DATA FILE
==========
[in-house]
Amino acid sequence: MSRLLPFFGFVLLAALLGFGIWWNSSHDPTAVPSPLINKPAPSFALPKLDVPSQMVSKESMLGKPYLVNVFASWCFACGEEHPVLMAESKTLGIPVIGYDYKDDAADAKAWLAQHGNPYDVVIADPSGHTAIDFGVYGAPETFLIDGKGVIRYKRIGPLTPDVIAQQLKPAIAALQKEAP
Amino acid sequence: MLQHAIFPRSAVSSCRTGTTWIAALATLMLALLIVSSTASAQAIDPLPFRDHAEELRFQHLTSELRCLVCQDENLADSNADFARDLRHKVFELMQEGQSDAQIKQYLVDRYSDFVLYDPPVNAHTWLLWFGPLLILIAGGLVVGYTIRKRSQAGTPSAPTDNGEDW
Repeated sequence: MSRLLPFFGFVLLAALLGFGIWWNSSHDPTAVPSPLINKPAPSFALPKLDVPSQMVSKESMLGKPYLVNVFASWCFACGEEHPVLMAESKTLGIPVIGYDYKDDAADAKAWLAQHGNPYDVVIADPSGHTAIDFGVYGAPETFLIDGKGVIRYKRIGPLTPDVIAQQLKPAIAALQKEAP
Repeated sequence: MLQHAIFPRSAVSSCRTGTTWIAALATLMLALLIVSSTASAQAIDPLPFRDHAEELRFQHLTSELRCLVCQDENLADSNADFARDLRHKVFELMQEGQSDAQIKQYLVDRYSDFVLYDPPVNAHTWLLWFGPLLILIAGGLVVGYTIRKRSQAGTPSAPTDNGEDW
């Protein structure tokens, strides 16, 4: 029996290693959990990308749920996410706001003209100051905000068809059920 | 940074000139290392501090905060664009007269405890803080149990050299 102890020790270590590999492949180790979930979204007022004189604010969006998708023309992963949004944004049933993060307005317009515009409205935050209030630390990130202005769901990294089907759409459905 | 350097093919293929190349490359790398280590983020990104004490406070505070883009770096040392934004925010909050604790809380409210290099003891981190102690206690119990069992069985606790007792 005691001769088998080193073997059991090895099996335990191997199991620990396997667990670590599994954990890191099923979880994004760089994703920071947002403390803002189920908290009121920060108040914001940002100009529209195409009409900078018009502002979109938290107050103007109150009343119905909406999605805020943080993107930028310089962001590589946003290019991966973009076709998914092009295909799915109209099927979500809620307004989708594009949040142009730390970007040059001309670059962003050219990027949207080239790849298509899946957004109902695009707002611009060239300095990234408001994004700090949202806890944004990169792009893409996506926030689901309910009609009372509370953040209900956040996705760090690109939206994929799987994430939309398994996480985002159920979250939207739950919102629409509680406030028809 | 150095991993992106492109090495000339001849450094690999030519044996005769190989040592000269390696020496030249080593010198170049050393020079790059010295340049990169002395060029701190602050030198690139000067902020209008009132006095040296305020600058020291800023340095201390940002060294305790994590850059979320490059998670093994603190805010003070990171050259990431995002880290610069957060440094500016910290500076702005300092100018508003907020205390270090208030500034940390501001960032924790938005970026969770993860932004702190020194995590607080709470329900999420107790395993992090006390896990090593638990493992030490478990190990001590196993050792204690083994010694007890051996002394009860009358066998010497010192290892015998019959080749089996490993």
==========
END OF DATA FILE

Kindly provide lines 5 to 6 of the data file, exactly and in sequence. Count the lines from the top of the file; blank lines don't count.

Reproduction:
Repeated sequence: MLQHAIFPRSAVSSCRTGTTWIAALATLMLALLIVSSTASAQAIDPLPFRDHAEELRFQHLTSELRCLVCQDENLADSNADFARDLRHKVFELMQEGQSDAQIKQYLVDRYSDFVLYDPPVNAHTWLLWFGPLLILIAGGLVVGYTIRKRSQAGTPSAPTDNGEDW
């Protein structure tokens, strides 16, 4: 029996290693959990990308749920996410706001003209100051905000068809059920 | 940074000139290392501090905060664009007269405890803080149990050299 102890020790270590590999492949180790979930979204007022004189604010969006998708023309992963949004944004049933993060307005317009515009409205935050209030630390990130202005769901990294089907759409459905 | 350097093919293929190349490359790398280590983020990104004490406070505070883009770096040392934004925010909050604790809380409210290099003891981190102690206690119990069992069985606790007792 005691001769088998080193073997059991090895099996335990191997199991620990396997667990670590599994954990890191099923979880994004760089994703920071947002403390803002189920908290009121920060108040914001940002100009529209195409009409900078018009502002979109938290107050103007109150009343119905909406999605805020943080993107930028310089962001590589946003290019991966973009076709998914092009295909799915109209099927979500809620307004989708594009949040142009730390970007040059001309670059962003050219990027949207080239790849298509899946957004109902695009707002611009060239300095990234408001994004700090949202806890944004990169792009893409996506926030689901309910009609009372509370953040209900956040996705760090690109939206994929799987994430939309398994996480985002159920979250939207739950919102629409509680406030028809 | 150095991993992106492109090495000339001849450094690999030519044996005769190989040592000269390696020496030249080593010198170049050393020079790059010295340049990169002395060029701190602050030198690139000067902020209008009132006095040296305020600058020291800023340095201390940002060294305790994590850059979320490059998670093994603190805010003070990171050259990431995002880290610069957060440094500016910290500076702005300092100018508003907020205390270090208030500034940390501001960032924790938005970026969770993860932004702190020194995590607080709470329900999420107790395993992090006390896990090593638990493992030490478990190990001590196993050792204690083994010694007890051996002394009860009358066998010497010192290892015998019959080749089996490993």